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From Kitchen Prep to Jungle Survival Training: ESEE Sencillo Fixed Blade Review

Join the ESEE Sencillo Knife on a journey from the jungles of Peru, to the American South, to the blustery Northeast woodlands — and see how great a simple knife can be.

ESEE Sencillo Utility Knife(Photo/Reuben Bolieu)
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Many people might not know that ESEE Knives first started on the floor of the Amazon in the Peruvian jungle, running multiday survival classes. Randall’s Adventure & Training, which is also ESEE Knives, trained for years in South America before moving operations to the U.S. The training business started making knives and gear based on these challenges, spanning more than 20 years.

Since the knifemaker came to the States, it’s remained true to its intentions: to make practical, realistic field tools and knives. The ESEE Sencillo is a versatile and powerful tool that can be your lifelong companion. Whether you need it for everyday use, camp cooking, or hiking, it’s a knife definitely worth looking at.

In short: Randall’s training business was built on practical experience — whether surviving in the wilderness, rescuing someone from a cliff, or training search and rescue personnel. ESEE Knives in turn has stayed true to this mission of practicality. Tools like the ESEE Sencillo Knife ($155 and up) embody this perfectly — it’s designed to function well, can be carried multiple ways, and the price is reasonable. In fact, this knife accompanied me on a survival training mission down in Peru. It made quick work of bushcraft and camp tasks, and definitely proved its worth.

ESEE Sencillo Knife


  • OAL 7.25”
  • Blade length 3.05 ”
  • Blade steel A2/MagnaCut
  • Blade shape Drop point
  • Grind Flat
  • Hardness A2 57-58 HRC MagnaCut 62-63 HRC
  • Sheath KYDEX
  • Handle material Burlap Micarta (Brown)
  • Weight 3.88 oz. (6.49 oz. with sheath)
  • Price A2: $239 / MagnaCut: $276


  • Lightweight
  • Secure grip on scales
  • Ambidextrous sheath
  • Tapered tip for slicing


  • No 90-degree spine
  • Limited finishes
  • Need a Torx wrench to adjust sheath

ESEE Knives Sencillo Review

(Photo/Reuben Bolieu)

The Sencillo knife lives up to its name, which means “simple” in Spanish. It’s an exceptional tool, meticulously designed and prototyped by Jeff Randall, the founder of ESEE Knives. This knife is known for its simplicity, capability, and durability. It has undergone extensive testing by the industry guru, consistently delivering exceptional performance. Its impressive track record is a testament to its quality, reliability, and suitability for rugged use.

The Sencillo is a knife you can rely on for daily cutting needs. Its 3-inch stonewashed blade is razor-sharp and tough, boasting a thickness of 0.125 inches that’s perfect for both piercing and slicing. With its full-flat grind and drop point shape, the blade provides excellent control and precision.

At 7.25 inches in overall length and a weight of only 3.8 ounces, the Sencillo is a lightweight and portable option for outdoor enthusiasts and everyday users. Moreover, its blade length of 3.05 inches and cutting edge of 3.3 inches make it suitable for various tasks. Trust the Sencillo to be your go-to knife for all your needs.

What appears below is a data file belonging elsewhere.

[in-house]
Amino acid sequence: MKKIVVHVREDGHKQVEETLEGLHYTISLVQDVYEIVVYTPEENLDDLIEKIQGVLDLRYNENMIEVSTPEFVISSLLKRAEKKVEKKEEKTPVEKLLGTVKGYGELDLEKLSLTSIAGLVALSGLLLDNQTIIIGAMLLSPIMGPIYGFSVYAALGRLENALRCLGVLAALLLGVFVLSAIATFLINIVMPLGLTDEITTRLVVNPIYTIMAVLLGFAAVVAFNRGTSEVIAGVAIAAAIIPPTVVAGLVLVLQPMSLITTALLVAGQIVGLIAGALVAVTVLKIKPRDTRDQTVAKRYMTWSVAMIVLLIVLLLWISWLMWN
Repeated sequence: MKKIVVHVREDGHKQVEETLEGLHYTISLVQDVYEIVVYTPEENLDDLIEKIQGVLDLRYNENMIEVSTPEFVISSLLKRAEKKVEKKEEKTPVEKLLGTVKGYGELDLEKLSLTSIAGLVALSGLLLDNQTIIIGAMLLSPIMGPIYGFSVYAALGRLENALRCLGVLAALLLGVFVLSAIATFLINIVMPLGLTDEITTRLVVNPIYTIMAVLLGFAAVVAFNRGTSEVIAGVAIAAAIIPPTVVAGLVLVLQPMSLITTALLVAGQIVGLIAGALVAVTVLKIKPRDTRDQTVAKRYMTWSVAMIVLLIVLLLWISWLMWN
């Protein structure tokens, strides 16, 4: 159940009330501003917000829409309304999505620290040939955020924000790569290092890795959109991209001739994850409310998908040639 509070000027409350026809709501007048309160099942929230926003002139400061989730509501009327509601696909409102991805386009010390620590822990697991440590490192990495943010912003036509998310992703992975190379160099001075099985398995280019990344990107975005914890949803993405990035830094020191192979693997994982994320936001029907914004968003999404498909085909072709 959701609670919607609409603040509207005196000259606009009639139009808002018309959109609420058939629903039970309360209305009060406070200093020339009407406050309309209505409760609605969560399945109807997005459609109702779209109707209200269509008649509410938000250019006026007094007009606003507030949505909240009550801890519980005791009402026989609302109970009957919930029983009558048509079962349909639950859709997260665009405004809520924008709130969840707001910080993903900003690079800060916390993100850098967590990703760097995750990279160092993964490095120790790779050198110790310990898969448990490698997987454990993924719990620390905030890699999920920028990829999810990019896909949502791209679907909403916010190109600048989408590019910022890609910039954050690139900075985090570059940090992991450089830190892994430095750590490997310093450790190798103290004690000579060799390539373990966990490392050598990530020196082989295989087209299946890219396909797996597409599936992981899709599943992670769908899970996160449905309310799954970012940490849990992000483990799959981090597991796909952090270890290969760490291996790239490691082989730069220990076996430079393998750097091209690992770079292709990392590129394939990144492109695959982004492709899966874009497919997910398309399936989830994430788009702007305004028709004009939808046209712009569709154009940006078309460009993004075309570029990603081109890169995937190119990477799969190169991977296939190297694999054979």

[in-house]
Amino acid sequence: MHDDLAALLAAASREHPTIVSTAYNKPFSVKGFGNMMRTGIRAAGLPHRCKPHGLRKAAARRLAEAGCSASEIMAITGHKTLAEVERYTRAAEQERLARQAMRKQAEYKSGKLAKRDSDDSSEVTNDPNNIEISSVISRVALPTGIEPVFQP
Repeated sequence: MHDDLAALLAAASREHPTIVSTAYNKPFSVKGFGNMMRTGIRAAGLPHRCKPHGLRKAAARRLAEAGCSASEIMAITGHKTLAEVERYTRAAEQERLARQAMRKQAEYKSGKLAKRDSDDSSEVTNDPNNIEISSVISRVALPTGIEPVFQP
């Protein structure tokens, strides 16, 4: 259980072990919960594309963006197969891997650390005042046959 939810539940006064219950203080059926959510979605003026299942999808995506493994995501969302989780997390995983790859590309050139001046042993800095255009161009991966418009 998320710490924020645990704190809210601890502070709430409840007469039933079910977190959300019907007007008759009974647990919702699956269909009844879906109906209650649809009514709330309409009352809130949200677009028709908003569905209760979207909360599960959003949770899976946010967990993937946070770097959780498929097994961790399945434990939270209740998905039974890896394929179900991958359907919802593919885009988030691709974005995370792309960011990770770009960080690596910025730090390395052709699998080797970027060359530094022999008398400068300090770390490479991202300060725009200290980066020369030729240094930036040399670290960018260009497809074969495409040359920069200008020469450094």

The handle, made of brown burlap micarta, is rigid and grippy, ensuring a comfortable and secure grip with a lanyard hole for added security—if you’re into lanyards.

Design & Features

The Sencillo, highly adept during food prep; (photo/Reuben Bolieu)

According to Randall, this knife is what the Izula II should have been designed to be. The Sencillo started off being made in A2 steel, Randall’s favorite steel.

But the ESEE Sencillo is made in the USA by White River Knife and Tool, which differs from its regular maker, Rowen Manufacturing. So, it’s crafted with the option of durable A2 steel or MagnaCut stainless blades, and has a dapper stonewash finish.

Like all ESEE Knives, the Sencillo comes with a lifetime warranty, which means that if it breaks, ESEE Knives will replace it — no questions asked.

First Impressions

Gripping the Sencillo while batoning some wood; (photo/Reuben Bolieu)

This thing is sharp and slicey, which I did expect from an ESEE. The grind lines and the way the scales marry with the tang are flawless, reflecting the top-notch quality for which both White River and ESEE are renowned.

The handle allows a full four-finger grip with an integrated guard, ensuring a secure grip in hand. The perfectly rounded scales make transitioning from one grip to another a breeze. And the oval butt nestles in the palm comfortably for chest-lever-cutting tasks.

The knife’s handle is ¾ inches wide at its widest point (middle) and ⅜ inches wide at its narrowest point near the bolster area where the logo is. However, it even felt slightly narrow for me — and I wear large gloves.

Other impressions off the bat: the knife and sheath are a match made in heaven. The Kydex is smooth and well-designed, featuring a well-placed drain hole for conventional carry. (And if you get mixed up, the A2 version and MagnaCut can fit in either sheath.)

Return to Green Hell

The Sencillo at home chopping fruit in the tropics, branded with “first production run” on the blade; (photo/Reuben Bolieu)